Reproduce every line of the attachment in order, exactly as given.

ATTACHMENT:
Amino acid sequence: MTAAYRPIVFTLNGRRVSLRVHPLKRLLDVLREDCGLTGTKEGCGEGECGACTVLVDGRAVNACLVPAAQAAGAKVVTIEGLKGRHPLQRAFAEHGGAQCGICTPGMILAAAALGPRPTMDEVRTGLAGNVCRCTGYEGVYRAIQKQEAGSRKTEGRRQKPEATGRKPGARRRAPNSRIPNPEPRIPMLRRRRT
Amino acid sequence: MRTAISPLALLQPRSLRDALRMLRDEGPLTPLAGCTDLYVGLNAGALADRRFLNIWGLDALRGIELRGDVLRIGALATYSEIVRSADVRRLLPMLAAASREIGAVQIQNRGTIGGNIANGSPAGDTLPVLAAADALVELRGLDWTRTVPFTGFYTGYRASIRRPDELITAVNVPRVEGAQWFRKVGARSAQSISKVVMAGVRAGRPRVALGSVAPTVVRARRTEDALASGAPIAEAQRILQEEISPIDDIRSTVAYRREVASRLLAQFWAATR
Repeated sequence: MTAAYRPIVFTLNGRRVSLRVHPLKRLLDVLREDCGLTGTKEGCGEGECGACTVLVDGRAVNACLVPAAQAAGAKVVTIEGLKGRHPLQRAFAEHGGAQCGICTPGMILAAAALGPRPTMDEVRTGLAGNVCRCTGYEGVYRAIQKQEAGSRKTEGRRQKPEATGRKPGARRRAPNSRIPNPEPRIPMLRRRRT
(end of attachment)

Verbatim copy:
Amino acid sequence: MTAAYRPIVFTLNGRRVSLRVHPLKRLLDVLREDCGLTGTKEGCGEGECGACTVLVDGRAVNACLVPAAQAAGAKVVTIEGLKGRHPLQRAFAEHGGAQCGICTPGMILAAAALGPRPTMDEVRTGLAGNVCRCTGYEGVYRAIQKQEAGSRKTEGRRQKPEATGRKPGARRRAPNSRIPNPEPRIPMLRRRRT
Amino acid sequence: MRTAISPLALLQPRSLRDALRMLRDEGPLTPLAGCTDLYVGLNAGALADRRFLNIWGLDALRGIELRGDVLRIGALATYSEIVRSADVRRLLPMLAAASREIGAVQIQNRGTIGGNIANGSPAGDTLPVLAAADALVELRGLDWTRTVPFTGFYTGYRASIRRPDELITAVNVPRVEGAQWFRKVGARSAQSISKVVMAGVRAGRPRVALGSVAPTVVRARRTEDALASGAPIAEAQRILQEEISPIDDIRSTVAYRREVASRLLAQFWAATR
Repeated sequence: MTAAYRPIVFTLNGRRVSLRVHPLKRLLDVLREDCGLTGTKEGCGEGECGACTVLVDGRAVNACLVPAAQAAGAKVVTIEGLKGRHPLQRAFAEHGGAQCGICTPGMILAAAALGPRPTMDEVRTGLAGNVCRCTGYEGVYRAIQKQEAGSRKTEGRRQKPEATGRKPGARRRAPNSRIPNPEPRIPMLRRRRT